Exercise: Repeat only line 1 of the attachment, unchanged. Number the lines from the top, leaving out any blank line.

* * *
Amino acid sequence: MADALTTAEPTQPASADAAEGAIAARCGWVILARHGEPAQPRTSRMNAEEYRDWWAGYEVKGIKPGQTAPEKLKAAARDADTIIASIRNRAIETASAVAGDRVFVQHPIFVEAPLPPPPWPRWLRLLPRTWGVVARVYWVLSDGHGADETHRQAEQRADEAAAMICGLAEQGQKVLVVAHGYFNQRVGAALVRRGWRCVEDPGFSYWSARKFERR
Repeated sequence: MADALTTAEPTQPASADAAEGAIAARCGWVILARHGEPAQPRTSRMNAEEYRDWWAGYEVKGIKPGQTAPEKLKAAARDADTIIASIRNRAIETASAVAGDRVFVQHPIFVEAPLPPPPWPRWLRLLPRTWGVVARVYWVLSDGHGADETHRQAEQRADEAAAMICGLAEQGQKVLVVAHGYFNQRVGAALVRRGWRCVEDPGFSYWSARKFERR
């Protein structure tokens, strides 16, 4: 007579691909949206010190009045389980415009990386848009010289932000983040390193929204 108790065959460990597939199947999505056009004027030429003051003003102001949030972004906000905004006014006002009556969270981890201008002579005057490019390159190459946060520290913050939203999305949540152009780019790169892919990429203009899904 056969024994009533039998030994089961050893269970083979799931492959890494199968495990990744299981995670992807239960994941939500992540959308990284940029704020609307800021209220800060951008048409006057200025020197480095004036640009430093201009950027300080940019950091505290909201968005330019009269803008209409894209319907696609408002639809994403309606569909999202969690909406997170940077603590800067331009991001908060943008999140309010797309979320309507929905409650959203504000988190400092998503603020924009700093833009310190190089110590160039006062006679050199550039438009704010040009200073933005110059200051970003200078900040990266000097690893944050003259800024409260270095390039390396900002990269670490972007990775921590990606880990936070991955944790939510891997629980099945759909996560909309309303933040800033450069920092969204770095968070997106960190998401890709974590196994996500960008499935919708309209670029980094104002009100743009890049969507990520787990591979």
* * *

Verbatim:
Amino acid sequence: MADALTTAEPTQPASADAAEGAIAARCGWVILARHGEPAQPRTSRMNAEEYRDWWAGYEVKGIKPGQTAPEKLKAAARDADTIIASIRNRAIETASAVAGDRVFVQHPIFVEAPLPPPPWPRWLRLLPRTWGVVARVYWVLSDGHGADETHRQAEQRADEAAAMICGLAEQGQKVLVVAHGYFNQRVGAALVRRGWRCVEDPGFSYWSARKFERR